The CentER panel was established in 1991 and comprises over 2,000 households, forming a representative cross-section of the Dutch population. It offers the combined advantages of computer-controlled surveying and panel research: high working speed, means of consistency control and reliable measurement of changes.
Many web panels are not based on probability sampling but on self-selection. This means that survey researchers have no control over the selection process. For the set-up and continued running of the CentER panel, self-selection was deliberately rejected as a method.
Instead, a random sample of addresses is drawn from the pool of national postal delivery addresses. These addresses are, where possible, enriched with telephone numbers. Owning a computer with an Internet connection is not a requirement. If a household does not have a computer with an Internet connection, they are provided with a so-called SimPC with which to complete questionnaires. This is a PC that is easy to operate, developed specifically for people with low computer skills.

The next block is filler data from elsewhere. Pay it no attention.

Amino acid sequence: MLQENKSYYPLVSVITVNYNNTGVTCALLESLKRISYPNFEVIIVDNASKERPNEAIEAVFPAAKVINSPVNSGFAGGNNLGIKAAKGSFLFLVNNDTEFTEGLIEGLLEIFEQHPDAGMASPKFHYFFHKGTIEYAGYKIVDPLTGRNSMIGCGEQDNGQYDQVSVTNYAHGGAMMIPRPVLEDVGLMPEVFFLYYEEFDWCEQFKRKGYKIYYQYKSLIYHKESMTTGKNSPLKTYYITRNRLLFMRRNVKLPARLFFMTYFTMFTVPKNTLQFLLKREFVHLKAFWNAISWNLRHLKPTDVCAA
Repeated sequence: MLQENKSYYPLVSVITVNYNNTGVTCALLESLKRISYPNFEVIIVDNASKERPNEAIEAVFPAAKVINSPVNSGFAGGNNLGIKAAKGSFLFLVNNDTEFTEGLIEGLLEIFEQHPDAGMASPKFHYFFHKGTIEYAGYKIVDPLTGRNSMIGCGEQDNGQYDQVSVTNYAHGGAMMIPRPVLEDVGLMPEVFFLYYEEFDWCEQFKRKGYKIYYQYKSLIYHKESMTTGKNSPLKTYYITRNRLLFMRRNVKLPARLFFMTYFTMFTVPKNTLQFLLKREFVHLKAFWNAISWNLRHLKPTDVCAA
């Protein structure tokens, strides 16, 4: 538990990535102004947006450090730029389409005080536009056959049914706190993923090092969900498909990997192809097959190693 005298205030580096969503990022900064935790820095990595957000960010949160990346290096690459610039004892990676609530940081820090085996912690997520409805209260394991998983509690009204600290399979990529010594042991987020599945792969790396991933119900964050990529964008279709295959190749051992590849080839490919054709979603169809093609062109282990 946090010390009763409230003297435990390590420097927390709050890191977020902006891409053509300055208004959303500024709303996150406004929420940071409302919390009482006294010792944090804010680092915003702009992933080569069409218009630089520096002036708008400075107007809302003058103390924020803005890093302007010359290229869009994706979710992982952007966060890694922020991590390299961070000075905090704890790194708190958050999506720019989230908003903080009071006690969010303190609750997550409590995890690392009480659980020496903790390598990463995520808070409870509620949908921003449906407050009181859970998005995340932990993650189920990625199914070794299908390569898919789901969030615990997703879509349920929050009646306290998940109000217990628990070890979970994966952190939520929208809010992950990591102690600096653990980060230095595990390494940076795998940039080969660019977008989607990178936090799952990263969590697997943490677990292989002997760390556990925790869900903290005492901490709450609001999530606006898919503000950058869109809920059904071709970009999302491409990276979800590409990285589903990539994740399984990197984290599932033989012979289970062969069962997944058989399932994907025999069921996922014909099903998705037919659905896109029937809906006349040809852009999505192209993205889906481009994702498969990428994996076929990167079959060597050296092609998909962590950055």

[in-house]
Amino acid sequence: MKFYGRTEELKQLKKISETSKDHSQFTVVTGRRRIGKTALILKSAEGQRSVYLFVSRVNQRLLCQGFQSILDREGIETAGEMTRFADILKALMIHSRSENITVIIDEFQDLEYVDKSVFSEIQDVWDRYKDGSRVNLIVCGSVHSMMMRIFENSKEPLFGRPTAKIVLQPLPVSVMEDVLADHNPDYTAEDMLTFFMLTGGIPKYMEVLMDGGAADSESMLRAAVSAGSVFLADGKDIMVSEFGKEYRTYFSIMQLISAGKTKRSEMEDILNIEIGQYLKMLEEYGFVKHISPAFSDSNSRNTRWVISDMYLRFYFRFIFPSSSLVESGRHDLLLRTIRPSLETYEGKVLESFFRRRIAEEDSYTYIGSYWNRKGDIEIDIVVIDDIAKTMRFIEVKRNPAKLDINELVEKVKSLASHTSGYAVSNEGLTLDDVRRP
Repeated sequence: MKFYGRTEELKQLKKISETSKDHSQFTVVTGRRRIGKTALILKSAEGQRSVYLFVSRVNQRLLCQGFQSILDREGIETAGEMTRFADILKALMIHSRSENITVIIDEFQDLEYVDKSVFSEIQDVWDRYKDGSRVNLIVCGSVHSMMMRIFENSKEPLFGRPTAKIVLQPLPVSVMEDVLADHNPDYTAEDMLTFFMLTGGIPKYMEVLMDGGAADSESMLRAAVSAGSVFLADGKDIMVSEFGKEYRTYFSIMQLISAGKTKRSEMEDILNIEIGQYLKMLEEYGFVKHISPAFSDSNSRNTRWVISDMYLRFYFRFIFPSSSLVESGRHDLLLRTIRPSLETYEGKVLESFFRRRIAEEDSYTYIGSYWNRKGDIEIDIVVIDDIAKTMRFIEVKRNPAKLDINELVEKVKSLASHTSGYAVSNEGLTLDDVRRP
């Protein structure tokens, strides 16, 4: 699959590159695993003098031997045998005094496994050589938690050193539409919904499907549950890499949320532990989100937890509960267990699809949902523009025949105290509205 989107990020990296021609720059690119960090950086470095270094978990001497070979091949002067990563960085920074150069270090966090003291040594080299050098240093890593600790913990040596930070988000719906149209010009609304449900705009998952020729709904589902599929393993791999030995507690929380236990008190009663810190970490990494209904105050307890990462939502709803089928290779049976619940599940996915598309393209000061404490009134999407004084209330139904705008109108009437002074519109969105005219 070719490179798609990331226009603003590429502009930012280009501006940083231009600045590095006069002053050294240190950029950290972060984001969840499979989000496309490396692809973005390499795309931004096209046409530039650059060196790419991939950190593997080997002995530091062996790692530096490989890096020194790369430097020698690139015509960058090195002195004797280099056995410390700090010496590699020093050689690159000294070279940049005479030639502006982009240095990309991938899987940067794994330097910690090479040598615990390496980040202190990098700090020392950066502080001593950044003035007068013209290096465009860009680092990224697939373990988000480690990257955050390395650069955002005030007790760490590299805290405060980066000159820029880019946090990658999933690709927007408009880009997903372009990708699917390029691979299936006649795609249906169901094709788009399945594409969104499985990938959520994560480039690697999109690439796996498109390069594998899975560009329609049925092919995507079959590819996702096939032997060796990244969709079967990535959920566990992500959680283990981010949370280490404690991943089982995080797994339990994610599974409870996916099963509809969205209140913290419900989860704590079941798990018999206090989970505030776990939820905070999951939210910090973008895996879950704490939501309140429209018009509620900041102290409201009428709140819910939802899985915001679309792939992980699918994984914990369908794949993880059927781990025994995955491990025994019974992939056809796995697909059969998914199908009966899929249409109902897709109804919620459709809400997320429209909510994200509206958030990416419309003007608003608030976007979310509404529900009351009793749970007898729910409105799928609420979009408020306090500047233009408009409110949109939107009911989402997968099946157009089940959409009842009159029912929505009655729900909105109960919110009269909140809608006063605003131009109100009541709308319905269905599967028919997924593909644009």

The composition of the panel is permanently monitored to ensure a continued accurate reflection of the Dutch population. Any deviations are corrected for during recruitment, as much as possible.
Since questionnaires are submitted to the CentER panel every weekend, data can be collected rapidly. The data are disseminated shortly after the fieldwork, enriched with background information such as gender, position in the household, age, type of housing, income, education level, urbanity and province. The data can also be linked to other questionnaires completed by the CentER panel. One example is the longitudinal study into determinants of saving behavior (DNB Household Survey, DHS), which is conducted annually. Another example is the eight-weekly health monitor, containing questions about perceived health, use of health services and satisfaction with the personal life environment.